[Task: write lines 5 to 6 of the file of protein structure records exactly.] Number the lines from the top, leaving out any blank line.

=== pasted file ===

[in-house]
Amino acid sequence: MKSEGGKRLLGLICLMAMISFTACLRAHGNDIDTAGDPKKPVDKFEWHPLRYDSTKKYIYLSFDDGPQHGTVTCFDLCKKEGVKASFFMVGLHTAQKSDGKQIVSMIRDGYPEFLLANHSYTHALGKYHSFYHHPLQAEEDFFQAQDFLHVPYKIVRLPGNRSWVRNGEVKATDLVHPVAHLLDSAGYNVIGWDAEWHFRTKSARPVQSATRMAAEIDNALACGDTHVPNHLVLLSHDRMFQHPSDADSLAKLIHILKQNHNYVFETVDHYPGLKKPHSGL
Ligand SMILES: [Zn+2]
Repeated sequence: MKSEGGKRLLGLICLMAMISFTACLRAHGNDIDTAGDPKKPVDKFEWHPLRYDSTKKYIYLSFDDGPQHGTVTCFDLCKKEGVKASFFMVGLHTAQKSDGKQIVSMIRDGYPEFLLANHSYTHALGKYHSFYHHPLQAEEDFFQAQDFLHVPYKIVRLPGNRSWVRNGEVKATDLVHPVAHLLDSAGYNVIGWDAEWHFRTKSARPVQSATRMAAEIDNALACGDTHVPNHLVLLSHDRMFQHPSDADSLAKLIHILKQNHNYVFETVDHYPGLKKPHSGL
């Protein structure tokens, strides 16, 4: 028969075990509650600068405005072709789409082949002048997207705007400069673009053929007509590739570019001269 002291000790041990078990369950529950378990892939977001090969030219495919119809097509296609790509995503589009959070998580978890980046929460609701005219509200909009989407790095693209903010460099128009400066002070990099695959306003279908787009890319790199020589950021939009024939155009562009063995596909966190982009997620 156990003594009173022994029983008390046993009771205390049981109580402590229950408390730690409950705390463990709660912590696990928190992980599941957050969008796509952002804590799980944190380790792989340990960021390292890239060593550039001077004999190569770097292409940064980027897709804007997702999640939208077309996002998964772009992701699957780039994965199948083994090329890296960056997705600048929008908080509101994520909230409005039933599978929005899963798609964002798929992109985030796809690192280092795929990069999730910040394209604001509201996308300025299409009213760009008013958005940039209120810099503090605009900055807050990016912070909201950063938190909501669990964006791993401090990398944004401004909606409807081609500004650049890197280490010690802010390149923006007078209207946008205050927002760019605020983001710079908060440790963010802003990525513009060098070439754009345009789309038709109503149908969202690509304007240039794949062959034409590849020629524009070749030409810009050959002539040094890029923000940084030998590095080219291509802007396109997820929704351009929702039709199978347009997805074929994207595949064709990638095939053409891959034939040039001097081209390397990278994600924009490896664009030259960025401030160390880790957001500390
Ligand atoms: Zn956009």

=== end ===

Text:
């Protein structure tokens, strides 16, 4: 028969075990509650600068405005072709789409082949002048997207705007400069673009053929007509590739570019001269 002291000790041990078990369950529950378990892939977001090969030219495919119809097509296609790509995503589009959070998580978890980046929460609701005219509200909009989407790095693209903010460099128009400066002070990099695959306003279908787009890319790199020589950021939009024939155009562009063995596909966190982009997620 156990003594009173022994029983008390046993009771205390049981109580402590229950408390730690409950705390463990709660912590696990928190992980599941957050969008796509952002804590799980944190380790792989340990960021390292890239060593550039001077004999190569770097292409940064980027897709804007997702999640939208077309996002998964772009992701699957780039994965199948083994090329890296960056997705600048929008908080509101994520909230409005039933599978929005899963798609964002798929992109985030796809690192280092795929990069999730910040394209604001509201996308300025299409009213760009008013958005940039209120810099503090605009900055807050990016912070909201950063938190909501669990964006791993401090990398944004401004909606409807081609500004650049890197280490010690802010390149923006007078209207946008205050927002760019605020983001710079908060440790963010802003990525513009060098070439754009345009789309038709109503149908969202690509304007240039794949062959034409590849020629524009070749030409810009050959002539040094890029923000940084030998590095080219291509802007396109997820929704351009929702039709199978347009997805074929994207595949064709990638095939053409891959034939040039001097081209390397990278994600924009490896664009030259960025401030160390880790957001500390
Ligand atoms: Zn956009």